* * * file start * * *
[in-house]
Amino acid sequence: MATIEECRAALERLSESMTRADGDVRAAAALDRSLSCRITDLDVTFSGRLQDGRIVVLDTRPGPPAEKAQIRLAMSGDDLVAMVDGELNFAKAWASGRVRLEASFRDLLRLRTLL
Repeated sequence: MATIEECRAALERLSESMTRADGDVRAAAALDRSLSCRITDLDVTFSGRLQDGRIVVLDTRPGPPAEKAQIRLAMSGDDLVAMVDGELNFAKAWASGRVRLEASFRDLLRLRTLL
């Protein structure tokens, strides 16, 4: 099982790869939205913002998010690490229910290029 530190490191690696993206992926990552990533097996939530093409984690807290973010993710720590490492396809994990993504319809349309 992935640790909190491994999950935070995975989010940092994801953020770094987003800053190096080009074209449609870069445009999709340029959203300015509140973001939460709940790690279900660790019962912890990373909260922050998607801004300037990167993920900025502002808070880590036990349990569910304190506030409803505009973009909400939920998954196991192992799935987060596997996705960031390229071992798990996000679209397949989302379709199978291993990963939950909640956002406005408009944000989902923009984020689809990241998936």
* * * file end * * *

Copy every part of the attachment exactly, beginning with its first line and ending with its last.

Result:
[in-house]
Amino acid sequence: MATIEECRAALERLSESMTRADGDVRAAAALDRSLSCRITDLDVTFSGRLQDGRIVVLDTRPGPPAEKAQIRLAMSGDDLVAMVDGELNFAKAWASGRVRLEASFRDLLRLRTLL
Repeated sequence: MATIEECRAALERLSESMTRADGDVRAAAALDRSLSCRITDLDVTFSGRLQDGRIVVLDTRPGPPAEKAQIRLAMSGDDLVAMVDGELNFAKAWASGRVRLEASFRDLLRLRTLL
């Protein structure tokens, strides 16, 4: 099982790869939205913002998010690490229910290029 530190490191690696993206992926990552990533097996939530093409984690807290973010993710720590490492396809994990993504319809349309 992935640790909190491994999950935070995975989010940092994801953020770094987003800053190096080009074209449609870069445009999709340029959203300015509140973001939460709940790690279900660790019962912890990373909260922050998607801004300037990167993920900025502002808070880590036990349990569910304190506030409803505009973009909400939920998954196991192992799935987060596997996705960031390229071992798990996000679209397949989302379709199978291993990963939950909640956002406005408009944000989902923009984020689809990241998936």